Tag Archives: music video

“Hymn for the Weekend”: Appreciation, Appropriation, and the Exotic Black Woman

I don’t know about you, but I can’t stop listening to “Hymn for the Weekend” on repeat.

However, before I had even listened to Chris Martin and Queen Bey meld their voices in a divine mesh of harmonies, I was reading about it on Tumblr.

Cultural Appreciation vs. Appropriation

The first thing I heard about the video was that it had some pretty rampant cultural appropriation. Since there have been a number of music videos and performances accused of cultural appropriation over the last few years, I wasn’t too surprised to hear about “Hymn for the Weekend” being added to the list.

The video quickly split viewers into two groups, those who considered it cultural appropriation, and those who appreciated the video’s focus on Indian culture. The clip below highlights a few of the key elements that have been discussed and criticized.

This discussion is tricky for a variety of reasons. For example, there is a time and place when a white person can wear Indian clothing and accessories without coming off as disrespectful. In some cases, it’s actually much more respectful to embrace local dress customs than to ignore them.

There are even music videos where diverse customs and styles have been featured without any backlash about appropriation.

This debate can also seem confusing when Indian fans, or fans with Indian heritage, don’t seem to be bothered by the video’s representation of their culture.

anigif_optimized-20745-1454418987-1 Continue reading

Advertisements

2014’s Cultural Battleground – Evan’s Account

EDITOR’S NOTE: We end this year by each taking a look back and picking our five best posts, explaining both their importance to us and to the world we currently live in.  Clicking the banner images will link you to each post, so as 2014 comes to a close join us in remembering how far we’ve come, but also how far we still have to go.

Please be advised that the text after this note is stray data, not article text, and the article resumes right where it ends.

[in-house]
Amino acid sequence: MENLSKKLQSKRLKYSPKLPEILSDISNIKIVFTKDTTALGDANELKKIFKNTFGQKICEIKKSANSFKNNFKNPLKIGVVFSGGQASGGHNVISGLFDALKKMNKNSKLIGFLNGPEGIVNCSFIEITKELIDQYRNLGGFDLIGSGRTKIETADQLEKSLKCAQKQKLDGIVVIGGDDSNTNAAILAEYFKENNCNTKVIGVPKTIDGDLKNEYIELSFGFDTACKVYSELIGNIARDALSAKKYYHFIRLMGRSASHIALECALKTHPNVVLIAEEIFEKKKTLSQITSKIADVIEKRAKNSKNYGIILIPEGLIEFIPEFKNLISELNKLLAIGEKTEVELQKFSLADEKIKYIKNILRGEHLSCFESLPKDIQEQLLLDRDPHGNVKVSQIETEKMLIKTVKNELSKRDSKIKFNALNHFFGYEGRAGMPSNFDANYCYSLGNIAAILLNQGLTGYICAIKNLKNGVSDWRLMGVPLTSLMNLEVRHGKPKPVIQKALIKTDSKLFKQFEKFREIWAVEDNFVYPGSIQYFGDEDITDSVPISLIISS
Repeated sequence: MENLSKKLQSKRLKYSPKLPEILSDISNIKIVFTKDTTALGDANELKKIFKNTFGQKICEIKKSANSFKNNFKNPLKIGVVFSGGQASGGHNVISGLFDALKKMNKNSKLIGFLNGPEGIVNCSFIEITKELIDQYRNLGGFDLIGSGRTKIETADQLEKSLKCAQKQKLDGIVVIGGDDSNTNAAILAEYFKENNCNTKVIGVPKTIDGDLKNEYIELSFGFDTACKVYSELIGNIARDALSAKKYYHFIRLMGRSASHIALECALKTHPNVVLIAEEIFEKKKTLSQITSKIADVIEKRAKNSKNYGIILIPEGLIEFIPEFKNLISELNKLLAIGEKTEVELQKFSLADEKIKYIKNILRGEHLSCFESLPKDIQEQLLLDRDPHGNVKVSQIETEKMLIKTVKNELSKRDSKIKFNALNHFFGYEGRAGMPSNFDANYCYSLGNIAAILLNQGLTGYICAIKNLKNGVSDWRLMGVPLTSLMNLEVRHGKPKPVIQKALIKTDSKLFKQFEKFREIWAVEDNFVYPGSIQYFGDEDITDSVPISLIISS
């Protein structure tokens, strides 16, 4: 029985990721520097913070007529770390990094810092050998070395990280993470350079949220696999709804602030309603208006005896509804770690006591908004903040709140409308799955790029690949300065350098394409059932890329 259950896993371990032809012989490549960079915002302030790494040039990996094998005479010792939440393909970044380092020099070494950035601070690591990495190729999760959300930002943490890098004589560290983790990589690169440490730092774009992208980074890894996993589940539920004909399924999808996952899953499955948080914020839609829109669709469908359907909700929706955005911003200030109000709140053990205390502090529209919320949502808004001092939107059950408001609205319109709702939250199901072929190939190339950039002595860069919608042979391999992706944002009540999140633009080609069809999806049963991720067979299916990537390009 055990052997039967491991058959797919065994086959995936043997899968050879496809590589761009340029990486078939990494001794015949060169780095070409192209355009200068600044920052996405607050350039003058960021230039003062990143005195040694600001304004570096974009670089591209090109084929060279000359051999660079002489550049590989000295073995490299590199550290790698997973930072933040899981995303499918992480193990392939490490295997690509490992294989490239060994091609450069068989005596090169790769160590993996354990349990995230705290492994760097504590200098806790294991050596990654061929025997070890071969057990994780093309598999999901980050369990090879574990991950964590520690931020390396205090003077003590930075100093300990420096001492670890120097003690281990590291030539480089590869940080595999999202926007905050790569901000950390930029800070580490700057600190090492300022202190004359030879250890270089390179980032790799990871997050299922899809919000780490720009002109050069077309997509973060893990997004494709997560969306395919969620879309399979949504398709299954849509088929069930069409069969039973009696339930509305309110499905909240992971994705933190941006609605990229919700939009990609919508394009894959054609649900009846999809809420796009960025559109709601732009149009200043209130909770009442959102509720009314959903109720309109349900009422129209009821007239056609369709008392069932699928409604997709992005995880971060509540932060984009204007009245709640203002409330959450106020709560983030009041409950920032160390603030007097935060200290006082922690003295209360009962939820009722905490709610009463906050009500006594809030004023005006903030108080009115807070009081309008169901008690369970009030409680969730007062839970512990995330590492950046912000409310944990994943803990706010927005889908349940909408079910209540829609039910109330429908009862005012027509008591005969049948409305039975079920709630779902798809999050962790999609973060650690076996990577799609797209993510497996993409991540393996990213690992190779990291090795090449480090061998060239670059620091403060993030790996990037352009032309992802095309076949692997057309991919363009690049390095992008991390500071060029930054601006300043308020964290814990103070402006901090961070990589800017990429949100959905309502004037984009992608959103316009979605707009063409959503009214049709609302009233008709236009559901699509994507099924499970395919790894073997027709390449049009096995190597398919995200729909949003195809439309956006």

kissingbannerI chose to sort these posts in the order they were published, so we start things off on a very personal note, one which set the tone for many of the others I wrote in 2014. Our individual choices regarding how we approach physical intimacy can and should differ, and here I thought “out loud” with my fingertips, recording how exactly I got to where I am today.

My stance had its pros and cons weighed, both those other people may see and the ones that I do personally. In exploring them I covered how many other Christians view the act of kissing, used a number of really fantastic gifs, and even embedded a poll [the most responded to on the site] which asked readers which direction I should take from this point onward. No, it had no real effect my personal life choices. Yes, it actually is a dead even 50-50 split at the time of this writing.

2musicvideosbannerIf you had told me at any point during the year that I would be writing not one, but two analyses of music videos in the very same month I would not have believed you [here’s the other one]. I also would not have been able to guess that the one discussing both Ingrid Michaelson and Jennifer Lopez’s songs would be my personal favourite of 2014.

Sexism continues to be a problem, in popular music especially, and both artists sought to upend how men and women are normally portrayed in the medium of music videos. Unfortunately the results appear to merely perpetuate the status quo [in Lopez’s case] or miss the point entirely by resorting to cross dressing [in Michaelson’s] and likewise continuing to depict the female subjects much more sexily than the male ones. If it’s the thought that counts then consider both successful, but if we want to move anywhere beyond that they’re severely lacking.